I’ll be reading Philebus all weekend with some friends, so blogging may be a bit lighter. Here are a few stories that caught my eye this week.
O Death, where is thy victory?
A focus on death is, to some extent, a part of human existence. But there is a big difference between the medieval concern with death as the doorway to judgment and eternity and the more contemporary concern with death as a final life experience. That medieval approach was formed and framed by Christianity, and death was understood as a reminder that sinners will face the judgment of God…
In our postmodern times, death takes on a very different meaning. With no clear understanding of the meaning of either life or death framing human existence, room is left for a developing fascination with how death can be transformed into a new phase of life — now complete with its own 24/7 television channel.
Yet shouldn’t the Christian to see death as “transformed into a new phase of life?” Rather than frame the opposition that way, it seems the difference is in the means of transformation. Christianity offers resurrection through the power of the Spirit of God, while modernity gives us technological enhancement and empowerment.
A Truer Word Ne’er Been Spoken
Mark Joseph is more optimistic about the power of media–and Christians’ ability and freedom to tap into that right–than anyone I know. It’s for that reason that I found his column on Hollywood’s effort to reach Christians that much more…honest:
I’ve produced three books, The Rock & Roll Rebellion, Faith, God & Rock n’ Roll and Pop Goes Religion, all making the case for lowering the wall of separation between faith and entertainment. But if the result is both dumbed-down religion and comedy as in the box office flop Evan Almighty, it may be the strongest argument yet for reinstating that wall and keeping religion and the movies as far apart as possible.
Strong words, but Joseph adeptly demonstrates just how well Evan Almighty has earned them.
An “I” for an “I.”
The release of the iPhone brought the techno-worrywarts (for whom I have much sympathy) out of the closets. Consider Bruce Weinstein:
Our society has devolved into a mass of turned-on, tuned-out, and plugged-in technophiles. Whatever distinction used to exist between public and private life is all but gone, as one can witness on any city street, bus, plane, or shopping mall. Waiting in line at the grocery store or post office used to mean striking up a conversation with the person in front of you. It now involves blurting the intimate details of one’s love life into a cell phone for all to hear or scrolling through a playlist for just the right song, or surfing the Web for something we want but don’t really need.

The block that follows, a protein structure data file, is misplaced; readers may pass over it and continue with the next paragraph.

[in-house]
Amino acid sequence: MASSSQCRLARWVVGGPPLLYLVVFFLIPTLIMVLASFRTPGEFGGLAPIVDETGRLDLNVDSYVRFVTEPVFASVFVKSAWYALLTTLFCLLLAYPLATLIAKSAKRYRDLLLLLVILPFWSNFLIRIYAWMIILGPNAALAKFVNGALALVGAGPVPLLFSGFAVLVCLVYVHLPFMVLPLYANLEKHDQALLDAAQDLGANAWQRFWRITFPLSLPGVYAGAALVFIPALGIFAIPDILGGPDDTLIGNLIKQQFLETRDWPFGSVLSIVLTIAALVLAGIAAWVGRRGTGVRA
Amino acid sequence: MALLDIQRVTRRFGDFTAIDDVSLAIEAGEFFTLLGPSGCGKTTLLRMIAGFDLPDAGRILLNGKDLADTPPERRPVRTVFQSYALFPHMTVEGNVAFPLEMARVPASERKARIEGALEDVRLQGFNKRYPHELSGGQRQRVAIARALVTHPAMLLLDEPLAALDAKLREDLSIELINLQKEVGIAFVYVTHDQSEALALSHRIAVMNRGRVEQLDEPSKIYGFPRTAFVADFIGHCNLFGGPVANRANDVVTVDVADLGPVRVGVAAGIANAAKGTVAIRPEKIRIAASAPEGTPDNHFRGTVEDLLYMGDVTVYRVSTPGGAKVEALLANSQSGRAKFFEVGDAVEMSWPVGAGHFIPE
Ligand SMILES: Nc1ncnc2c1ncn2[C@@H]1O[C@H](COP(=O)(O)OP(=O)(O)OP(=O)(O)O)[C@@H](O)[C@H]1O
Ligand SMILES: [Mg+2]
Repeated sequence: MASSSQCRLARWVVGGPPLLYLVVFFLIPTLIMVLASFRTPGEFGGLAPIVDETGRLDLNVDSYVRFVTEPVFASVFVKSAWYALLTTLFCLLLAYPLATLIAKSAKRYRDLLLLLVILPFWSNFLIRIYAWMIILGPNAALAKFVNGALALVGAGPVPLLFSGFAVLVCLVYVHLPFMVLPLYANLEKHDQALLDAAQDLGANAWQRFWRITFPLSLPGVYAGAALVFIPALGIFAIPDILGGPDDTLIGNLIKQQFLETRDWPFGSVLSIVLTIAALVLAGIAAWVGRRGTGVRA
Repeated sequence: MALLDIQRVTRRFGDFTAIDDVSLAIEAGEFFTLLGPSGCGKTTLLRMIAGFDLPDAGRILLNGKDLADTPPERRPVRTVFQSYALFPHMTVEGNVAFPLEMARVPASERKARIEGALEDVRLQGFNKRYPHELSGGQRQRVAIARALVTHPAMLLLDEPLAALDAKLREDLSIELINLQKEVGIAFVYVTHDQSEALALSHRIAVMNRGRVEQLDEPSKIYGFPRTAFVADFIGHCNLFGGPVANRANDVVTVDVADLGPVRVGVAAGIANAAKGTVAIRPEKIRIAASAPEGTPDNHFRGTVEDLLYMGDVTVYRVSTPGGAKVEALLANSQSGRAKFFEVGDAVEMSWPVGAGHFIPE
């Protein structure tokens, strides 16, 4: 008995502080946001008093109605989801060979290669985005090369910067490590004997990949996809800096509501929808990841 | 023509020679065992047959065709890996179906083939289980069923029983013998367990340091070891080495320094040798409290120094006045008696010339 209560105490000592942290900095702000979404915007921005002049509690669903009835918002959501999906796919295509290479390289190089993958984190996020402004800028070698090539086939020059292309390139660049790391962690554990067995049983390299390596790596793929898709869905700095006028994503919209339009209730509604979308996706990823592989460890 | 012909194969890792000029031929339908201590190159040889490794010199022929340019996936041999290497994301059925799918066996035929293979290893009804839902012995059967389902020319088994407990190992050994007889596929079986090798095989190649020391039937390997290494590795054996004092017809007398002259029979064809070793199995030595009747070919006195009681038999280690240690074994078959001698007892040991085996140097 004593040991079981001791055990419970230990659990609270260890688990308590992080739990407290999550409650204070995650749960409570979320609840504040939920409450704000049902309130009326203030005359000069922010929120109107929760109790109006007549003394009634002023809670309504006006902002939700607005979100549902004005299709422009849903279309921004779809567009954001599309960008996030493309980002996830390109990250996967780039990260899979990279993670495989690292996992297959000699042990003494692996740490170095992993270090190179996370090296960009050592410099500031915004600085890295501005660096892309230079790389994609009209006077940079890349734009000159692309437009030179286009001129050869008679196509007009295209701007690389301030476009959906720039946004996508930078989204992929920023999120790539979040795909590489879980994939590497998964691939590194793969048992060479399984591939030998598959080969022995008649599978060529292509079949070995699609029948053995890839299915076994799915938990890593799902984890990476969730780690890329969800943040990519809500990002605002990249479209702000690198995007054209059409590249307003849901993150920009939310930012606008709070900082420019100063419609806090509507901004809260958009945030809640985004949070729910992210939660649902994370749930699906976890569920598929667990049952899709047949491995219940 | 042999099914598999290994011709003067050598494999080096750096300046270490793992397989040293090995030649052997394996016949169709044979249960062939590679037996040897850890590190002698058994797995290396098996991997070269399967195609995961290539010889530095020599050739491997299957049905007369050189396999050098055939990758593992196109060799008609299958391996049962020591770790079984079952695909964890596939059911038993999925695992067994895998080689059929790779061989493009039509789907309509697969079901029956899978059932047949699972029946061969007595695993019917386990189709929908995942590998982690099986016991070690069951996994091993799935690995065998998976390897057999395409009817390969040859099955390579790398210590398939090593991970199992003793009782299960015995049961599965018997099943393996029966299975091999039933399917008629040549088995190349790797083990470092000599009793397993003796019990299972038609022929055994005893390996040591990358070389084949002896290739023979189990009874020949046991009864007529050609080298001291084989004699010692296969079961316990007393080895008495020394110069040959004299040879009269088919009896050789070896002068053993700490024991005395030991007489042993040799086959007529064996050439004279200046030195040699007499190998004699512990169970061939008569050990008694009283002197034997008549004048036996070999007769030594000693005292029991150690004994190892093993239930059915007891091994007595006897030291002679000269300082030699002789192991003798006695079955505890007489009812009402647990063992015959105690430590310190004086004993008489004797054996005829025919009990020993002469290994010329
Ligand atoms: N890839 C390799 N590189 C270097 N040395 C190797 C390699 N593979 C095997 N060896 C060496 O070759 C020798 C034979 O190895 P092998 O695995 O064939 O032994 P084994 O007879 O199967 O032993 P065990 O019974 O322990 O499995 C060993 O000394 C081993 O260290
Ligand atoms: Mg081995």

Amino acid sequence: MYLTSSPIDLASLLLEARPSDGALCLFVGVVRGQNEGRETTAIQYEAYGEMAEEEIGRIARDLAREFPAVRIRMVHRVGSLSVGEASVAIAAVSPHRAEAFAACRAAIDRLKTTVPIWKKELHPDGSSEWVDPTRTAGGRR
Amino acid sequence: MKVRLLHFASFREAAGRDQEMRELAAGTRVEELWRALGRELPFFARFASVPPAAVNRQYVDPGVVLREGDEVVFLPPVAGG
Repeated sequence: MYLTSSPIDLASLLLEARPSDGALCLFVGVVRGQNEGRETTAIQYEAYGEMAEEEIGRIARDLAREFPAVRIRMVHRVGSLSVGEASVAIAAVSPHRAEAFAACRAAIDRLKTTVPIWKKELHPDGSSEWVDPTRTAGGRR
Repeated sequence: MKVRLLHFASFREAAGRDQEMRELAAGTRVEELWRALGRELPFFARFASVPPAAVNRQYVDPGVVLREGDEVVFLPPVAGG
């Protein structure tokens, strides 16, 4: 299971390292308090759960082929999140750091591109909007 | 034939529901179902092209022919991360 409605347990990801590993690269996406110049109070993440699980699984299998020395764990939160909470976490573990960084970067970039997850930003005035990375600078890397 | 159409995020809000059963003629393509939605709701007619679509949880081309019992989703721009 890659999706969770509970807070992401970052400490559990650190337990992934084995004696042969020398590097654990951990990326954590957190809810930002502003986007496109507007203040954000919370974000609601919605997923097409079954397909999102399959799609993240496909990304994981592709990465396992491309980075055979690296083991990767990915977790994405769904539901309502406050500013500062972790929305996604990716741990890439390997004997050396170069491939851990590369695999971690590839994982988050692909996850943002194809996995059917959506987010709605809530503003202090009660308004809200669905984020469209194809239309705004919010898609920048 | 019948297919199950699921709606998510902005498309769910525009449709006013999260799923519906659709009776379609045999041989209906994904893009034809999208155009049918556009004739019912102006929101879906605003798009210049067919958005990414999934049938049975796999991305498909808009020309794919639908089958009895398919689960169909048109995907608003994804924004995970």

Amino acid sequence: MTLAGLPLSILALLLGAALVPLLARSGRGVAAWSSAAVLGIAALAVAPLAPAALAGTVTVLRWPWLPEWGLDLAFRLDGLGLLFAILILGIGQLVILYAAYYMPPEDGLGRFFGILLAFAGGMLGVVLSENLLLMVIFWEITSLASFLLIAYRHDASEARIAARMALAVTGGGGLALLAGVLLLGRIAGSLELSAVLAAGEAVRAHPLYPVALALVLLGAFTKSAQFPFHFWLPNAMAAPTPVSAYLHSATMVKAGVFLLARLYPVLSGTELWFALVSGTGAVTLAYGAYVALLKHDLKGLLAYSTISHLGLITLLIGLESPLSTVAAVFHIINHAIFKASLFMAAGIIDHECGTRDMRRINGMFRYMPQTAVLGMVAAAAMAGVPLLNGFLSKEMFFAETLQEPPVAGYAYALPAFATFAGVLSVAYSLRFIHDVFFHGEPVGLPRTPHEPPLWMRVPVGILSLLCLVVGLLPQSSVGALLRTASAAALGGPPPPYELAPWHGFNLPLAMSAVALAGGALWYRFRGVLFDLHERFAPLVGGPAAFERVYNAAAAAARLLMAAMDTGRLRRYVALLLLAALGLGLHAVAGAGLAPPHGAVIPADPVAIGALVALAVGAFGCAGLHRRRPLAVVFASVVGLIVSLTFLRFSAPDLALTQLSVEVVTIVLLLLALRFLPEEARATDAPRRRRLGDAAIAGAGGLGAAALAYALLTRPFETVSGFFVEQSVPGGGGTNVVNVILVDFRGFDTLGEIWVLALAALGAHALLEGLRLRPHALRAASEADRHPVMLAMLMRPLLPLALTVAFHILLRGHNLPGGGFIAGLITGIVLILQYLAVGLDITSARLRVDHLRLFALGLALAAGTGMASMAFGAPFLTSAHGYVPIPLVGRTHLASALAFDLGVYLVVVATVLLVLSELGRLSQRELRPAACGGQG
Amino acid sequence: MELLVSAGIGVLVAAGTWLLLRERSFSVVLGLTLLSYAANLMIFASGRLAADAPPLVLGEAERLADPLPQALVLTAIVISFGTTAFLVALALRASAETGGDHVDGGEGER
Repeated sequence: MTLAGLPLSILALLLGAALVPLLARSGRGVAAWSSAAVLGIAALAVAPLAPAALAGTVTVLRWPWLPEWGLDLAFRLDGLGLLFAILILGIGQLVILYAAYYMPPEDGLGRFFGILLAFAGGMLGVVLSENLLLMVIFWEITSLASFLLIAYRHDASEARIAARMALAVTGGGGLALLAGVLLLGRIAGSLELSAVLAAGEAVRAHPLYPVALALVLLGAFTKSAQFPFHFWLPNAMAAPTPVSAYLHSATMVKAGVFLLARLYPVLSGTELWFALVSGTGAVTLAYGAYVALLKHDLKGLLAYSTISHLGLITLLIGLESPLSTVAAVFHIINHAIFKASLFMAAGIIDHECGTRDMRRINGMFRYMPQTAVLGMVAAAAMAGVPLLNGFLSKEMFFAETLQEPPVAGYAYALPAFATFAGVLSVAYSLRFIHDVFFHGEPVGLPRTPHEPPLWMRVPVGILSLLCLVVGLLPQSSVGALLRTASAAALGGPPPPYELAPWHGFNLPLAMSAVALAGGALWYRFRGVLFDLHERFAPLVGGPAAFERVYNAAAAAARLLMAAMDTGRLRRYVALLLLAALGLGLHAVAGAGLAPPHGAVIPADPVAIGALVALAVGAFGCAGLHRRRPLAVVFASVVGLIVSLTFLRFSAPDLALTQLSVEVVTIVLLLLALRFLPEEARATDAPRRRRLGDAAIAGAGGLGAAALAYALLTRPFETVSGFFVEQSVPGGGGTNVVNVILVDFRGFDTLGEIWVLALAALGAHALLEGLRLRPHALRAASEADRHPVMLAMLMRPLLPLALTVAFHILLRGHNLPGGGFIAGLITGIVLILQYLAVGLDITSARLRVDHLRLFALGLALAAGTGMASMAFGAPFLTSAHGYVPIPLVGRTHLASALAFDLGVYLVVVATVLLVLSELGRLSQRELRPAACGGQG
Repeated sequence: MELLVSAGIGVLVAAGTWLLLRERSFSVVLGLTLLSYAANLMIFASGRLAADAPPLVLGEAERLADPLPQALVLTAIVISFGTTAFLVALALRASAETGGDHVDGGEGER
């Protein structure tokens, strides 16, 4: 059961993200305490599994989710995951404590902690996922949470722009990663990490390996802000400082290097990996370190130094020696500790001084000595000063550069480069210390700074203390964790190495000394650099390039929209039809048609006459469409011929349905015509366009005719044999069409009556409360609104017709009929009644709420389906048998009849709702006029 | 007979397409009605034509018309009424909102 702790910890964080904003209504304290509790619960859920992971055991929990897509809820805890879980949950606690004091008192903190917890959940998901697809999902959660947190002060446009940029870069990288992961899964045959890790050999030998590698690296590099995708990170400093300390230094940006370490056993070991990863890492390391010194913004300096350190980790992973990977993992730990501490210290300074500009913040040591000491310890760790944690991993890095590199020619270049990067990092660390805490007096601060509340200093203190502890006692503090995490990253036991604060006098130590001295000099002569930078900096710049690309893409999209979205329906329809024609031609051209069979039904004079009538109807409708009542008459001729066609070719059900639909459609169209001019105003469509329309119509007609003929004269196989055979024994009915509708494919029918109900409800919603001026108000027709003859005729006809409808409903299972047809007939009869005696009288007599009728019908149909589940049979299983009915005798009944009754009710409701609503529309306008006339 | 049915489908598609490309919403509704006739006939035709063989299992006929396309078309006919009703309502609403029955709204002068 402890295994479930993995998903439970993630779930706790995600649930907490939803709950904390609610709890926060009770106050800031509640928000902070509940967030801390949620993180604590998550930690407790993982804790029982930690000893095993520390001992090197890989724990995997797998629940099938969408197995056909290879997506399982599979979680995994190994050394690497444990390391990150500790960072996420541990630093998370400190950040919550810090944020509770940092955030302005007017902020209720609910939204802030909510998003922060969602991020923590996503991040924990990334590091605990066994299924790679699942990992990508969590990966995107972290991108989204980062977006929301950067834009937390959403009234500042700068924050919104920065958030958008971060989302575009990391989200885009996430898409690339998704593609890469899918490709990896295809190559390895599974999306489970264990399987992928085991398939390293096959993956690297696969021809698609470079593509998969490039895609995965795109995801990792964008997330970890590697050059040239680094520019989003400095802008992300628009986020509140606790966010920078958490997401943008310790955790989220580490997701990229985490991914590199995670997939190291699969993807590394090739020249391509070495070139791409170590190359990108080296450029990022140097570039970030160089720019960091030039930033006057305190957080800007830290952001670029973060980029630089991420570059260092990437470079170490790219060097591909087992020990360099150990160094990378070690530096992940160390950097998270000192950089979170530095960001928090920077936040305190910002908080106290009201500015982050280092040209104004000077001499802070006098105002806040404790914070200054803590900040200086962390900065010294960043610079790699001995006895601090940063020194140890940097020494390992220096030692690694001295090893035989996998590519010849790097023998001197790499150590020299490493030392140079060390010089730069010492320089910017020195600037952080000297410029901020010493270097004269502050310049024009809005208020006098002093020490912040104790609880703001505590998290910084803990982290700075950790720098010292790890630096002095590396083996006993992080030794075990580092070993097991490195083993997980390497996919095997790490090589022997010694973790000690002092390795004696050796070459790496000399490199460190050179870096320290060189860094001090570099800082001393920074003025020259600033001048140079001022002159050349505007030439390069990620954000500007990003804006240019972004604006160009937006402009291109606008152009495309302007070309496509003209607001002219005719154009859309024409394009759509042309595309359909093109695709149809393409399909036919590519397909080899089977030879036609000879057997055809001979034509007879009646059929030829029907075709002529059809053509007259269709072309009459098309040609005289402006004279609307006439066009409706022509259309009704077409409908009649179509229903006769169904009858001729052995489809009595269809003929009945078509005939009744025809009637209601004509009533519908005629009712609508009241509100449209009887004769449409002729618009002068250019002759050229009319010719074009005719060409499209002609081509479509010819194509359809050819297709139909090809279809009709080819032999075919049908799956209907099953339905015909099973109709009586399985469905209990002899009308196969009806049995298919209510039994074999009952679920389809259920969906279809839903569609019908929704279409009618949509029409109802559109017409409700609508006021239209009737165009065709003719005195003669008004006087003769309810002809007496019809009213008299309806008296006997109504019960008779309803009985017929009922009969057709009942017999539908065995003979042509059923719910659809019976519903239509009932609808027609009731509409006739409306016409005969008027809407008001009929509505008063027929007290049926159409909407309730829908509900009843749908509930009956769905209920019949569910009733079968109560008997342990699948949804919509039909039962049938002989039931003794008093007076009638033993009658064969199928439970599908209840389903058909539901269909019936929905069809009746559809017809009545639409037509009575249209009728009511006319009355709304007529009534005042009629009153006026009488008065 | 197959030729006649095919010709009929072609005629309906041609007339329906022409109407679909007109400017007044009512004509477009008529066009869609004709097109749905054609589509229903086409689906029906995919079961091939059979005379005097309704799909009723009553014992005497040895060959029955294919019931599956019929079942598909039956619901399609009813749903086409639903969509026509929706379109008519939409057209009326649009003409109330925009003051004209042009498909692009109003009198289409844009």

There is also some good discussion on the issue at ThinkChristian, where I first saw the article.
A Hundred Years and Still……
But the outlines of the original mission are still evident in the work of this Christian university. The faculty in each of the disciplines strives to teach from a clearly Christian point of view. The 30 units of Bible instruction for every undergraduate continue the old Bible Institute ideal of an army of godly laypeople, qualified to enter the workforce and bear witness there with an informed, attractive Christian faith. And as we celebrate our centennial, Biola is finding creative new ways to honor our fathers and mothers in the faith by carrying forward the work they started into more fields than even our founders foresaw.
What is man?
The assault on human exceptionalism, the idea that humans have a unique status in the world, is going full steam. So argues Wesley J. Smith on First Things, who concludes:
It should now be clear to everyone that very powerful forces have totally dedicated themselves for varying reasons to convincing us that we really aren’t all that important. Those who think otherwise had better answer the call to defend the intellectual ramparts. Much is at stake. Demolishing our self-perception as a uniquely valuable species would have very grave consequences, given that human exceptionalism is both the philosophical underpinning for human rights and the basis of our unique self-imposed duties to each other, posterity, and the natural world.
Meet Terry Eagleton
The cultural and literary critic Terry Eagleton is one of the most interesting and enigmatic thinkers alive today. The Scrivener provides a helpful roadmap into some of his thoughts:
If it is worth reading Eagleton these days it is because at his best he seems capable of a degree of intellectual honesty which has become impossible for the majority of his compeers. Eagleton at least acknowledges the elephantine shade that haunts the ivory tower, where others prefer to ignore it or pretend it’s nothing but the ghost of a long-dead and irrelevant mouse. Whatever his own religious convictions or lack thereof (of which I’m entirely ignorant), Eagleton at least gives the nod to the Christian gospel’s singular achievement in transforming the culture and history of the West, with all the implications this bears for literature, art and the sciences.
(HT: Mark Olson)